Harley Quinn's Greatest Moments from "Batman: The Animated Series"
TV, Comic Books
Here is the latest in our year-long look at one cool comic (whether it be a self-contained work, an ongoing comic or a run on a long-running title that featured multiple creative teams on it over the years) a day (in no particular order whatsoever)! Here‘s the archive of the moments posted so far!
Today we look at Lynda Barry’s What It Is…
Lynda Barry is one of the pre-eminent independent cartoonists of the last fifty years, and with her work, What It Is, she demonstrates why she is held in such high regard, in a unique work that serves as both a memoir AND a teaching tool!
I was about to say that the book is split into three distinct parts, but I realize that that is not really true, as the three aspects of the book actually serve to inform each other. The book is split into a memoir of Barry’s life through college plus a series of questions designed to get you thinking about writing and then, finally, an “activity book” of sorts whose goal is ALSO to get you to write.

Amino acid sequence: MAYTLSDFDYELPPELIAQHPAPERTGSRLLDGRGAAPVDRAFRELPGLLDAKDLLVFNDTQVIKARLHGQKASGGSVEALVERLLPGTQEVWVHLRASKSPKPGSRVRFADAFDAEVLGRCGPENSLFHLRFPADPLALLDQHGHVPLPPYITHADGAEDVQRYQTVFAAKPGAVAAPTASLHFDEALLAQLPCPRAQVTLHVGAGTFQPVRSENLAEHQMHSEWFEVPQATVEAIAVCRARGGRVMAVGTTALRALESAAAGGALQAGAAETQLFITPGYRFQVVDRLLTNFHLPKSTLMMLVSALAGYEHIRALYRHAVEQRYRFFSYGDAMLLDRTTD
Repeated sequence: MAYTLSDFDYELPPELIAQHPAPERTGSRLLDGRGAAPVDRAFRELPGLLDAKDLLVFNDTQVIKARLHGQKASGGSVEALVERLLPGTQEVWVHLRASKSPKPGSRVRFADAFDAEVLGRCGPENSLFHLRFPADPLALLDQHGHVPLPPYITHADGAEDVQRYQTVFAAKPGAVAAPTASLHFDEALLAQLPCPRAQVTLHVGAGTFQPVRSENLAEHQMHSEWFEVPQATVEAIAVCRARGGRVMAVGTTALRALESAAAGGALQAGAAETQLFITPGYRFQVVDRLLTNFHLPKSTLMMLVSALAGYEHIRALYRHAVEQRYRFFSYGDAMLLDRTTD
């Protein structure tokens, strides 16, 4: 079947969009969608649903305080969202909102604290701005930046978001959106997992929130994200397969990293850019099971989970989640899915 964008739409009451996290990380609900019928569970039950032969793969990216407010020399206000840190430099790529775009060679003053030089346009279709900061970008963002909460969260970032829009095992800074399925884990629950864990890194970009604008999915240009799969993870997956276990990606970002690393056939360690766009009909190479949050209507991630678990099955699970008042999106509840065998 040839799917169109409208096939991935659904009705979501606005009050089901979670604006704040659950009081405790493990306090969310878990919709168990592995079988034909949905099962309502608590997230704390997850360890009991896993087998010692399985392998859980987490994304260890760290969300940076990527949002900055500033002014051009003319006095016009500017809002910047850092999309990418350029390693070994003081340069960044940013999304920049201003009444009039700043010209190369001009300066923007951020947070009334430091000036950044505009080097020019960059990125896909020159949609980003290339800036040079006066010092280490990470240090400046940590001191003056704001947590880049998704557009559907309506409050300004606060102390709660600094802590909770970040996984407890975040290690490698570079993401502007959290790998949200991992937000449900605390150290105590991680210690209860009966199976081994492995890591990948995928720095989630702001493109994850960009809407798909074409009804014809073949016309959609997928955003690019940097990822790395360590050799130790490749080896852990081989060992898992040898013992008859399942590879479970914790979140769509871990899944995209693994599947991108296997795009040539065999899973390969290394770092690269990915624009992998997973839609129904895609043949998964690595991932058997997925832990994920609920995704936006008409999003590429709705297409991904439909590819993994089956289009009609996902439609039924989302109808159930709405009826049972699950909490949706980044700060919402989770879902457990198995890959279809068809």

Barry has been teaching a class called “Writing the Unthinkable” for many years, and this book is, in many ways, a summation of her teaching philosophies.
The memoir sections of the book are excellent, as Barry’s evocative drawings really take you to the recesses of her memory, and her thoughts on her life are interesting and surprisingly direct.
Here are a few sample pages (all courtesy of the sample excerpt available at the web site for the book at Drawn & Quarterly)
As great as the memoir sequences are, the “star” of the book clearly is the collage artwork that accompanies Barry’s many pages of questions meant to drive you to thinking differently about the very nature of writing and drawing.
Here are some sample pages…
The book continues much in this vein for most of it (until it becomes an outright “activity book” at the end), alternating between interesting stories of Barry’s life (made all the more interesting due to the depth she reveals about herself) and thought-inducing questions about writing/drawing. The latter of which are wrapped up in these stunning works of collage where each page looks like it took weeks of work, it’s such rich with possibilities.
The world of comics is blessed that we have people like Lynda Barry out there on the cutting edge, re-imagining what you can achieve with graphic works.
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